Oates talk surprises Showalter Yankee can't figure 1994 uncertainty BASEBALL

Buck Showalter doesn't pretend to be objective about Johnny Oates, his manager at Double-A Nashville in 1982 and Triple-A Columbus in '83. Still, the New York Yankees manager finds it difficult to believe Oates' job with the Orioles might be in jeopardy.

"It's a little hard for people on the field to fathom, with the things that Johnny represents, the things that Johnny does," Showalter said. "I'm a little biased, but from an opposing manager's standpoint, he's very impressive.


"It's not so much from a tactical standpoint -- though I think Johnny is as good a tactician as there is in our league. It's just the atmosphere he creates, the work habits of his team. You know when you play against Johnny's club, they'll be prepared and they'll be focused."

Showalter is not alone in his sentiments -- Detroit Tigers manager Sparky Anderson, another of Oates' American League East rivals, said virtually the same thing last week. But, with the Orioles' awaiting new ownership, Oates' future is uncertain.


Major-league baseball is expected to approve the ownership group led by Peter Angelos shortly after the season ends. The Orioles hold options on Oates' contract for the 1994 and '95 seasons. They must exercise the option for '94 by Oct. 31.

Showalter said he is aware of talk that Oates might not return, but added: "I always dismissed it as something that is not a realistic thing. It makes you realize how fragile your existence is if someone like Johnny is in trouble."

Oates, 47, replaced Frank Robinson as Orioles manager May 23, 1991. The Orioles finished that season 54-71 after going 13-24 for Robinson, but they've contended into September in each of Oates' two full seasons as manager.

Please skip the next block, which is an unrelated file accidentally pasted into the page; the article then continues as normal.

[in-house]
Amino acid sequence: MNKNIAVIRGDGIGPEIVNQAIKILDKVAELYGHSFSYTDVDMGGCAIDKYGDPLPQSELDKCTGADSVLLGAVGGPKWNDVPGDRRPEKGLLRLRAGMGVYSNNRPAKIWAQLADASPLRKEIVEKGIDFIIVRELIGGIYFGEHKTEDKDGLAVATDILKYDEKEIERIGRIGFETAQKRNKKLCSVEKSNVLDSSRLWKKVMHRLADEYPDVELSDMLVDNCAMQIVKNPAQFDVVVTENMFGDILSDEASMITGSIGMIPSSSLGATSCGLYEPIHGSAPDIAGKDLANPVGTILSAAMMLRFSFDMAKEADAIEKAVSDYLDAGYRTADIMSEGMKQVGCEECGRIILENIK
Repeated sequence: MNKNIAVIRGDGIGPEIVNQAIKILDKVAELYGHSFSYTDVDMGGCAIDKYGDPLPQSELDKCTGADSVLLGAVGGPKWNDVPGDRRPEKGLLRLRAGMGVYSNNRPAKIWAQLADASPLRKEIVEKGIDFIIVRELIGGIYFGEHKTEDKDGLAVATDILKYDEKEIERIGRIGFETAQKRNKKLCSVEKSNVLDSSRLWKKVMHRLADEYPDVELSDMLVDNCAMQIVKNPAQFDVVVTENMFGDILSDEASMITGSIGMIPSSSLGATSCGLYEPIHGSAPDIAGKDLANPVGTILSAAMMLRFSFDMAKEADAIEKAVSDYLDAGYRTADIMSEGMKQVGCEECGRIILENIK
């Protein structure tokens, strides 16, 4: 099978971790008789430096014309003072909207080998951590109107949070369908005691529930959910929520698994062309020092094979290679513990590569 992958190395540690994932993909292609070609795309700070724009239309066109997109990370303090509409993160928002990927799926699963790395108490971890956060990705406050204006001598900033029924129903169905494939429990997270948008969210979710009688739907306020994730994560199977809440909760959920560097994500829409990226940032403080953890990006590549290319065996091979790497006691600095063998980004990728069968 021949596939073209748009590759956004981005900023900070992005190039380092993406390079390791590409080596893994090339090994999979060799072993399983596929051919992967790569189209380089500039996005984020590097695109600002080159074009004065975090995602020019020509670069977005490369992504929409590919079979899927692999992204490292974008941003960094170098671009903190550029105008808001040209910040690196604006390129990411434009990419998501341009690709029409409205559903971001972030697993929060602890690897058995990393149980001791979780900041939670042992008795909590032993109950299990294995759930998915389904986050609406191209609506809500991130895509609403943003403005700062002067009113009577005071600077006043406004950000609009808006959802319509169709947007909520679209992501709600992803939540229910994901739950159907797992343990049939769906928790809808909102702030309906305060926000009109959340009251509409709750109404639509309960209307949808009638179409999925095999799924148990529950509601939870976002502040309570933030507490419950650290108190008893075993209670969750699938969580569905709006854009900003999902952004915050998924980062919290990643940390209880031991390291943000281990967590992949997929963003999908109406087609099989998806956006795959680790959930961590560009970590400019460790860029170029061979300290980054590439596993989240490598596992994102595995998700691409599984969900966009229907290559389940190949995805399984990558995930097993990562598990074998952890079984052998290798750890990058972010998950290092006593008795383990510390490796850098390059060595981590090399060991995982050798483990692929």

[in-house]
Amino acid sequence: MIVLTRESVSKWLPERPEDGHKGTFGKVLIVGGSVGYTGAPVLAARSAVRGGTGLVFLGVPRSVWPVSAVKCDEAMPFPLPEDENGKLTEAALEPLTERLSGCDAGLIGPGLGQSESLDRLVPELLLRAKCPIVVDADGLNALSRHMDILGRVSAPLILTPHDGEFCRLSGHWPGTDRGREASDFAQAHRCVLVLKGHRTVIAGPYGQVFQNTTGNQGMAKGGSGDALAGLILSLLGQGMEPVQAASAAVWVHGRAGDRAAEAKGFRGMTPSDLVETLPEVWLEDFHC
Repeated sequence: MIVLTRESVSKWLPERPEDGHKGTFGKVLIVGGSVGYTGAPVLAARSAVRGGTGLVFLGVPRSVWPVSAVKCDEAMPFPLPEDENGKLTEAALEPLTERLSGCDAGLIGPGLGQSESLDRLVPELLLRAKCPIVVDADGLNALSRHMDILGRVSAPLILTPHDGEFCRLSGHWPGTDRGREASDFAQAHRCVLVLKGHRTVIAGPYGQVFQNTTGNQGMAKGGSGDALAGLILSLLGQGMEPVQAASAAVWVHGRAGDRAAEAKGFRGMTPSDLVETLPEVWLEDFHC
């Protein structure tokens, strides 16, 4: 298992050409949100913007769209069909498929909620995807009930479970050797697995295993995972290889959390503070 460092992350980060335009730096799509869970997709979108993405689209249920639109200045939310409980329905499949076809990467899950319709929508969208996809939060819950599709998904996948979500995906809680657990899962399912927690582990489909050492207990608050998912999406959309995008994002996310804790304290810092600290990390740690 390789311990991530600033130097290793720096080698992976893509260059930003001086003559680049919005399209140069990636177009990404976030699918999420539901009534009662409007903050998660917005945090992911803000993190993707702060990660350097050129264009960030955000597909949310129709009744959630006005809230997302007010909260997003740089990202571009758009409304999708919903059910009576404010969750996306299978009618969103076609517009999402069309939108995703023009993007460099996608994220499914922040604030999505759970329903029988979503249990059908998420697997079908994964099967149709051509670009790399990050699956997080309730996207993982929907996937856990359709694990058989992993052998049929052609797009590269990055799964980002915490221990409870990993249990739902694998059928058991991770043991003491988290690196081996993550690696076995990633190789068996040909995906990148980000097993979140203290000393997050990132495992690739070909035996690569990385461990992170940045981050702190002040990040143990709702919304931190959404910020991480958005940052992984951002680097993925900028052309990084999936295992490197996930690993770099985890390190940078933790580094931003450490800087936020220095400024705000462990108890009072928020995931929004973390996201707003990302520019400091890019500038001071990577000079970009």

Last season, the Orioles finished third in the American League East with an 89-73 record, and Oates finished third in the AL Manager of the Year balloting behind the Oakland Athletics' Tony La Russa and Milwaukee Brewers' Phil Garner.

This season, the Orioles were a half-game out of first place Sept. 9, but lost 10 of their next 13 games to fall out of contention. After last night's 8-3 loss to the Yankees, the club is 10 games behind the AL East-champion Toronto Blue Jays, with an 83-75 record.

Still, general manager Roland Hemond said this week that the season might have turned out different, if not for injuries to the Orioles' top returning RBI man (Mike Devereaux) leading home-run hitter (Chris Hoiles), No. 1 starting pitcher (Mike Mussina) and closer (Gregg Olson).

Like many in baseball, Showalter believes the Orioles performed as well as can be expected. He believes his former manager has earned long-term security, but understands the change in ownership is the reason for the questions surrounding Oates.

"I know that. I know there's a lot of things I'm not up on," Showalter said. "But at the same time, from a manager-to-manager standpoint, you know when guys are sharp. Johnny's sharp."